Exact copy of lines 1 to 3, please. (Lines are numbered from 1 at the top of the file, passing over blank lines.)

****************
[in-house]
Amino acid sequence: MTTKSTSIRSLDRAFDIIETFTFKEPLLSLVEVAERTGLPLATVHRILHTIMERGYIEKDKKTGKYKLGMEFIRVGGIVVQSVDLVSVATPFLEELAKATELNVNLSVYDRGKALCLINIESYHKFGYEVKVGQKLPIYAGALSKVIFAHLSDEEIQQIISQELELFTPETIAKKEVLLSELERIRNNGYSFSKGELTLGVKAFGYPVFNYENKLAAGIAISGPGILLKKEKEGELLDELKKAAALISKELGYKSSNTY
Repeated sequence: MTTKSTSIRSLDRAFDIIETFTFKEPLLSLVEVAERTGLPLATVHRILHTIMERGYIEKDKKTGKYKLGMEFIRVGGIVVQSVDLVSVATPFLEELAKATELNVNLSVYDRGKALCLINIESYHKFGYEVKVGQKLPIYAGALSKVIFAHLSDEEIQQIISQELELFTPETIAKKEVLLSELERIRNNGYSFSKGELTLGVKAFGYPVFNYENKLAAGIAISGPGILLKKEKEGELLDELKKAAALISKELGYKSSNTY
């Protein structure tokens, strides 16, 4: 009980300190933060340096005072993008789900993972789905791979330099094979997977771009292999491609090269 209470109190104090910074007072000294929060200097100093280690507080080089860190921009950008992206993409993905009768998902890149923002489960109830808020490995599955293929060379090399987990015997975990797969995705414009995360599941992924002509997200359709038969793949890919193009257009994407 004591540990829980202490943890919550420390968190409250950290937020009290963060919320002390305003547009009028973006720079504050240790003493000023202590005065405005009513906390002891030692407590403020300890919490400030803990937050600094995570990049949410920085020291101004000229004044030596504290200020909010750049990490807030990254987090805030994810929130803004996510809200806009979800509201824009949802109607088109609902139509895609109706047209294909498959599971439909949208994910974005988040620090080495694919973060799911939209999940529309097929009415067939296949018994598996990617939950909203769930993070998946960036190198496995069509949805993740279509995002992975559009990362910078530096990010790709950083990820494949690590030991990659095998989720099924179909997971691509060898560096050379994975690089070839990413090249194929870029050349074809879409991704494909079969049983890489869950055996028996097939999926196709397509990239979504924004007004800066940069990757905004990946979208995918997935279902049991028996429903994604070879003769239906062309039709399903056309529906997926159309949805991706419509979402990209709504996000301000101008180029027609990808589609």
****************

[in-house]
Amino acid sequence: MTTKSTSIRSLDRAFDIIETFTFKEPLLSLVEVAERTGLPLATVHRILHTIMERGYIEKDKKTGKYKLGMEFIRVGGIVVQSVDLVSVATPFLEELAKATELNVNLSVYDRGKALCLINIESYHKFGYEVKVGQKLPIYAGALSKVIFAHLSDEEIQQIISQELELFTPETIAKKEVLLSELERIRNNGYSFSKGELTLGVKAFGYPVFNYENKLAAGIAISGPGILLKKEKEGELLDELKKAAALISKELGYKSSNTY
Repeated sequence: MTTKSTSIRSLDRAFDIIETFTFKEPLLSLVEVAERTGLPLATVHRILHTIMERGYIEKDKKTGKYKLGMEFIRVGGIVVQSVDLVSVATPFLEELAKATELNVNLSVYDRGKALCLINIESYHKFGYEVKVGQKLPIYAGALSKVIFAHLSDEEIQQIISQELELFTPETIAKKEVLLSELERIRNNGYSFSKGELTLGVKAFGYPVFNYENKLAAGIAISGPGILLKKEKEGELLDELKKAAALISKELGYKSSNTY